The Leeds Teaching Hospitals NHS Trust

Goal setting


Goal setting is an essential part of life. We all need goals to help guide our lives towards what is important to us. However, we are often discouraged, or even scared, about setting goals. This tends to be caused by our human tendency to set unspecified, unrealistic, and not well thought goals. Another common mistake is setting 'other people's goals', doing what other people tell us to do. Most of us will also be scared of failure, preferring not to set any goals in order to avoid disappointment. Long-term pain makes it extremely difficult to set goals and to find motivation. More than anything you will need a good strategy in setting your goals. One strategy that we find particularly useful is the SMART model.

SMART is an acronym that can be applied to the goals we set for ourselves in order to make them easier to tackle. It specifies that our goals should be:

  • Specific (What exactly would this look like? What do I need to start?)
  • Measurable (How much? How many? How will I know when it is accomplished?)
  • Achievable (How realistic is it? Is this the right time?)
  • Relevant (Is this really important for me?)
  • Time-bound (When? What can I do today?)

More recently the SMART model had an upgrade to include two more important aspects of goal setting. The new and improved SMART-ER model takes goal setting two steps further. It encourages us to always Evaluate the goals we set, and to Reward our efforts. An example how this model can be used is presented below.

Jane's goal

Jane, who lives with long-term pain due to a failed back surgery and arthritis, has found it very difficult to find time and motivation to do her hobbies. She wanted to 'be creative', and to feel like she 'achieved something' in her day. Initially Jane did not know how that would look like. She said that in the past she really enjoyed drawing and painting.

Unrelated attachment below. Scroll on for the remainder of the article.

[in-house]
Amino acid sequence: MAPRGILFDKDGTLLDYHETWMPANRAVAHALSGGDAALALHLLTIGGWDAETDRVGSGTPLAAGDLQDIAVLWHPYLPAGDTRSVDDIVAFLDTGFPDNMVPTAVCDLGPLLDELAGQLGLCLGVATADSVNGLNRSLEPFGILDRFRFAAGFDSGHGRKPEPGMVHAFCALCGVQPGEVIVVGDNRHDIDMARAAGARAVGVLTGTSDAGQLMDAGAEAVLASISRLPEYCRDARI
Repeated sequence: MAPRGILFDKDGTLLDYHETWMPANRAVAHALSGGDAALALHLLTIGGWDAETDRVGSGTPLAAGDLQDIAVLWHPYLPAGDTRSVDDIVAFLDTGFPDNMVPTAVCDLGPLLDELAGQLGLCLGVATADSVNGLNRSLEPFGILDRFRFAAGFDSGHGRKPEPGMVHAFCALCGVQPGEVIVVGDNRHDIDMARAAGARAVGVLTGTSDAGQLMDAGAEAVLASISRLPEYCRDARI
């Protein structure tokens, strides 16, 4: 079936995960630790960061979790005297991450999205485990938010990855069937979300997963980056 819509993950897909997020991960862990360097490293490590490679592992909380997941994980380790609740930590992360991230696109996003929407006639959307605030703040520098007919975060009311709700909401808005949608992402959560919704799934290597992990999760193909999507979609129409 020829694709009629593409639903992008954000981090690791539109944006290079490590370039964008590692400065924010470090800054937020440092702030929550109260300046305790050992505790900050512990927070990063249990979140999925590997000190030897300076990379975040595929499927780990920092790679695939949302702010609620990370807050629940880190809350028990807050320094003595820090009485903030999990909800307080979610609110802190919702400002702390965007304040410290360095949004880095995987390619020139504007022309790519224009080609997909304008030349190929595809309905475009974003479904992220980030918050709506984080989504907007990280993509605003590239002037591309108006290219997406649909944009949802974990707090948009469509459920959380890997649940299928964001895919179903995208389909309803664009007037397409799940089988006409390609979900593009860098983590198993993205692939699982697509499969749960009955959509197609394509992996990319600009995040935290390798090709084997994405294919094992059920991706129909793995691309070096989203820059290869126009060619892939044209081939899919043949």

There were many obstacles for Jane to set a right goal. She was scared that she will set her hopes high, spend a lot of money on art supplies, and end up not doing anything, and feeling worse in herself. She was also worried about being able to hold the pencil or brush for a prolonged period of time. She said that sometimes she has a hand tremor, which can make it difficult to hold a pen, and was worried that her drawings will be 'ugly'. 

drawingIn the end Jane's SMARTER plan looked like this:

  • Specific: I want to start drawing again
  • Measurable: I would like to draw something everyday, a small sketch maybe
  • Achievable: I could start with simple pencil drawings, I found some video tutorials online, this will make it easier to start
  • Relevant: Drawing makes me feel like I have done something useful, and I am being creative. I always enjoyed arts and crafts, specifically drawing and painting.
  • Time-bound: I will start small, 15 minutes a day, from tomorrow
  • Evaluate: After the first two weeks I noticed that on some days I don't have the time to draw, so a more achievable goal is to do it 3-4 times a week. I also notice that having my pad and pencils next to the sofa reminds me to draw, so I always leave it there.
  • Reward: I noticed that it gives me great pleasure to show my drawings to my family. After the first week I also got myself a bigger notepad so that it is more comfortable for me to draw.

If you would like to learn more about setting goals you can go to our resources section.